Does Whitman prepare you for College? Graduates weigh in


Graphic by Charlotte Alden.

By Mira Dwyer

College is a new adventure and an academic challenge; it’s both a time of transition and an opportunity to exercise newfound independence. For high school teachers and administrators, the challenge is to prepare students for this introduction to the “real world.”

Learning to manage the college workload can be challenging, as most colleges offer a different style of education compared to the traditional high school setting. Members of the Whitman class of 2017 have recently gained new perspectives on the transition between high school and college.

In high school, homework assignments, quizzes and tests are given nearly every day, and they all account for a portion of the final grade. In college, however, work is handed out differently.

“The workload in college is heavier, but you have a lot more time and flexibility in when you can get it done,” University of Wisconsin freshman Daniel Strauss (‘17) said. “There are a lot more large projects and essays that account for a much larger part of your grade instead of quizzes and busy work.”

Instead of having daily, shorter classes, college students design their own course schedules, often with fewer classes that only meet a few times a week but for a longer time. Students often leave Fridays free of classes, so learning to manage your extended free-time is important, Cornell University freshman Robbie Kraff (‘17) said.

“In college you start to look at a day as a full 24 hours rather than just blocks of time for certain activities, like you do in high school,” Kraff said. “Time is an investment and by carefully deciding what to invest your time into, you can do fine in school while also having fun.”

Whitman’s intense academic environment helped students learn these time management skills which have been valuable in college, graduates say.

“I think the overall pressure at school, like the pressure to succeed and be at the top of the class, made everyone at Whitman work really hard, even more than at other high schools,” University of Richmond freshman Maddie London (‘17) said. “Coming here, I still feel that same drive, even though the pressure isn’t the same.”

For student athletes especially, learning to time manage is incredibly important, Tufts University basketball player Max Oppenheim (‘17) said.

“It’s more difficult because there’s a far larger time commitment to basketball in college than in high school, so it’s definitely been more difficult than in high school,” he said. “But as long as I’m diligent, I get everything done on time.”

While there’s exponentially more time to study and complete assignments than in high school, ungraded course worksuch as out-of-class readingsisn’t mandatory. Completing it takes personal motivation, which is necessary to do well in college, Kraff said.

“The biggest difference between high school and college for me is that you take courses you want to take, you do work you want to do, and you show up to classes you want to go to,” Kraff  said. “If you aren’t interested in what you study, you aren’t going to be motivated to get work done, and you aren’t going to be successful.”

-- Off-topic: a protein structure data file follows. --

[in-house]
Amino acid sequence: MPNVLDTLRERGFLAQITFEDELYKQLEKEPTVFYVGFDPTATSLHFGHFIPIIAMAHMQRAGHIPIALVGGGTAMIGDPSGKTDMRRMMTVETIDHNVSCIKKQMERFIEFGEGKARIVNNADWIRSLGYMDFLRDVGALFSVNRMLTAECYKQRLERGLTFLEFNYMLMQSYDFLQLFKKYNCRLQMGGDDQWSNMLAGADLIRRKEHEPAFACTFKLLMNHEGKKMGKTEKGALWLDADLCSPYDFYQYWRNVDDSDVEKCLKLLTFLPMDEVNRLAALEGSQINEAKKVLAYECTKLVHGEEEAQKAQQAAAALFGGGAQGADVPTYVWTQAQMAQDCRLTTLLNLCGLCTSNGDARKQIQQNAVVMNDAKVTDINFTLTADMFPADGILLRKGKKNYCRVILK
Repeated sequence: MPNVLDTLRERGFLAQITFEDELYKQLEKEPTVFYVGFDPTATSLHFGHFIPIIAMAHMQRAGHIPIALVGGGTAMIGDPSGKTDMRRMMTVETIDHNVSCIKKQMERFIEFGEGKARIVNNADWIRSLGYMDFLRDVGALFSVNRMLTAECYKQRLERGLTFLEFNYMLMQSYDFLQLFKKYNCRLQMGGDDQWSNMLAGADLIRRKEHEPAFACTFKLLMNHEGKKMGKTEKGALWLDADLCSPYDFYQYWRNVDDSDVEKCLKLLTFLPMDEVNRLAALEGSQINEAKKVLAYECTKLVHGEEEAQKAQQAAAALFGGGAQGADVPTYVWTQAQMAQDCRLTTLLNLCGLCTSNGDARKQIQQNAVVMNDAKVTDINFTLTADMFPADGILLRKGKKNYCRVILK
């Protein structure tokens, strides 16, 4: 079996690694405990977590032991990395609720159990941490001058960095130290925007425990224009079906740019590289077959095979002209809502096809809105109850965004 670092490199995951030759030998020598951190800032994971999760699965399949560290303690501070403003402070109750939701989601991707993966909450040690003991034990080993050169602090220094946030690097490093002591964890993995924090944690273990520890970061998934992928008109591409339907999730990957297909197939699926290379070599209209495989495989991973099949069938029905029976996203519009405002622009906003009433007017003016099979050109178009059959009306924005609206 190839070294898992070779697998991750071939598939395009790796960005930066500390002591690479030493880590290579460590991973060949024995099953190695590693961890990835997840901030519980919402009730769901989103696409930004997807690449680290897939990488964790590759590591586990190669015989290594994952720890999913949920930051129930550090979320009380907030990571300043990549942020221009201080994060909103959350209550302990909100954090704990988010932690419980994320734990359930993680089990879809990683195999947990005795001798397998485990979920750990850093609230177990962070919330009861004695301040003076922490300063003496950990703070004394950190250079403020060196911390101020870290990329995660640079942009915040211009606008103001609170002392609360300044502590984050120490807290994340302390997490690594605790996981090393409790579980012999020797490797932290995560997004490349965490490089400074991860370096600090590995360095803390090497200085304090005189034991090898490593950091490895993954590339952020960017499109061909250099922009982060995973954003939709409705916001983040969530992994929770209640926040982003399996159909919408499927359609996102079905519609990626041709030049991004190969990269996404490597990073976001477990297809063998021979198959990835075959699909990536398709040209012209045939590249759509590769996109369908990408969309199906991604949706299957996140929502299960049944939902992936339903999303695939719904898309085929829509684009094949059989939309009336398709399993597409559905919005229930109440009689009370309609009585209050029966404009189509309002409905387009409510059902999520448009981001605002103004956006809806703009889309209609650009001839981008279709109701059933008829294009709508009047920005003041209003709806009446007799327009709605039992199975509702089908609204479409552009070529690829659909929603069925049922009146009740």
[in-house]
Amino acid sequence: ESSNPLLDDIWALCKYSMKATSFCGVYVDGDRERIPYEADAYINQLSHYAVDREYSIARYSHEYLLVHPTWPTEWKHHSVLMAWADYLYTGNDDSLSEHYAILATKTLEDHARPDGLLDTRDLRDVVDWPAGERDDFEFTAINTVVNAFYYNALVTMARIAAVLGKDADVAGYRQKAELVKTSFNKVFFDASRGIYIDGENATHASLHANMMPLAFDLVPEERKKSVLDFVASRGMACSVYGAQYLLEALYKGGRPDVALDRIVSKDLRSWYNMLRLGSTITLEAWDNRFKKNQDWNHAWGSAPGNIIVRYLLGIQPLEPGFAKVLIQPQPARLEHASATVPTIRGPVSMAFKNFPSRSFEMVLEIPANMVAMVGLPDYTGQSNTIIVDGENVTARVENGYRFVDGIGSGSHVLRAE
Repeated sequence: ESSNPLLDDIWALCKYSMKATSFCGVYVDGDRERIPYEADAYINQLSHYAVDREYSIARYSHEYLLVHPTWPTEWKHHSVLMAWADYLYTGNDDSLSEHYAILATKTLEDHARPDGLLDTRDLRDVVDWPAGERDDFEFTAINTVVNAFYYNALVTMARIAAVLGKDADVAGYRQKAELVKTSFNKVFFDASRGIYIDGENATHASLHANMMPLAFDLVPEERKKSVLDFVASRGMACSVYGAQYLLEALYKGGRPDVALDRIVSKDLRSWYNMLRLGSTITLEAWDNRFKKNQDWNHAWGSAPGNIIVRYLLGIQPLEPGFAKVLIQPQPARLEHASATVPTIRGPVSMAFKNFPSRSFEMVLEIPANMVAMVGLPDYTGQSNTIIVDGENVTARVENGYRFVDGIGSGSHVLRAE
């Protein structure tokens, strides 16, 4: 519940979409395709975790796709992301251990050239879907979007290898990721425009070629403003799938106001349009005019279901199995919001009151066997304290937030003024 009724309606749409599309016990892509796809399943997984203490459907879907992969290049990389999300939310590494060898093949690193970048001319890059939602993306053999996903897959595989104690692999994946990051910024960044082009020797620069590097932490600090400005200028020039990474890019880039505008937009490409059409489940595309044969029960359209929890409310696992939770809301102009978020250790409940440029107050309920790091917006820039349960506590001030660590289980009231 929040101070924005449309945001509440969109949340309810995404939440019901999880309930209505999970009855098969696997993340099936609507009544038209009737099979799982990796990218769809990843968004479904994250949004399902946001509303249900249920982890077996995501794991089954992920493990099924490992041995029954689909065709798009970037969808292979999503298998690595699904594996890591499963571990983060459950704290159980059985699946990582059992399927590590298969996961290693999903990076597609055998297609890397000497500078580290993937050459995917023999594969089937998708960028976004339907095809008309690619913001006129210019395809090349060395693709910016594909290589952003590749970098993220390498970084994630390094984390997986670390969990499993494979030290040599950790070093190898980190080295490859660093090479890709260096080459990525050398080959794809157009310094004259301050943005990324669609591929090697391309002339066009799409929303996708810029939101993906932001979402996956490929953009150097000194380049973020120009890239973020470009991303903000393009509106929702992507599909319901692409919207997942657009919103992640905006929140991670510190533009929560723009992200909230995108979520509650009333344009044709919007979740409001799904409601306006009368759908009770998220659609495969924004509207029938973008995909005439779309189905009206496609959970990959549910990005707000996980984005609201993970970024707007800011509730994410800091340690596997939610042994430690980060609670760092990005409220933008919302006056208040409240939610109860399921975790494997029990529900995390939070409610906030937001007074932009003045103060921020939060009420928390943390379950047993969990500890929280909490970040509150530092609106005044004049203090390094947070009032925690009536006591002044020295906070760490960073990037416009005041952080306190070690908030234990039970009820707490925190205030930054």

Many colleges offer tutoring sessions, academic centers and other resources to guide freshmen through the transition. Professor office hours are also helpful, graduates said.

Writing fluently and quickly is also a skill students need when leaving for college, as many schools require freshmen to take writing seminars with intense and lengthy assignments.

“I definitely think AP Lang and AP Lit prepared me for the writing assignments,” London said. “We have to take freshman seminar classes where you have at least three big essays per semester, so I think they prepared me well in learning how to time myself and pace myself for an essay, along simply with their rigor in writing.”

The AP Lang team has worked to integrate college class characteristics into their curriculum, AP Lang teacher Ryan Derenberger said. For example, the course features multiple large writing assignments that hold lots of weight, although smaller grades have to be attached to formative and homework assignments to help GPAs.

“One of my personal motivations in being a teacher has to do with bringing the college model to a high school classroom,” Derenberger said. “Recently, when the AP Lang team overhauled the curriculum, I think we all had that somewhat in mind. We pushed for autonomy, we pushed for collaboration, and we pushed for feedback along the way.”

Whitman graduates said that over time, college academics become manageable as you pick up routines and tactics, which makes class more fun, so seniors shouldn’t stress too much.

“I really enjoy going to class,” Kraff said. “I think it’s important you’re invested in what you’re learning, so make sure you’re studying what you want to study. You really have to want to be in college to be in college.”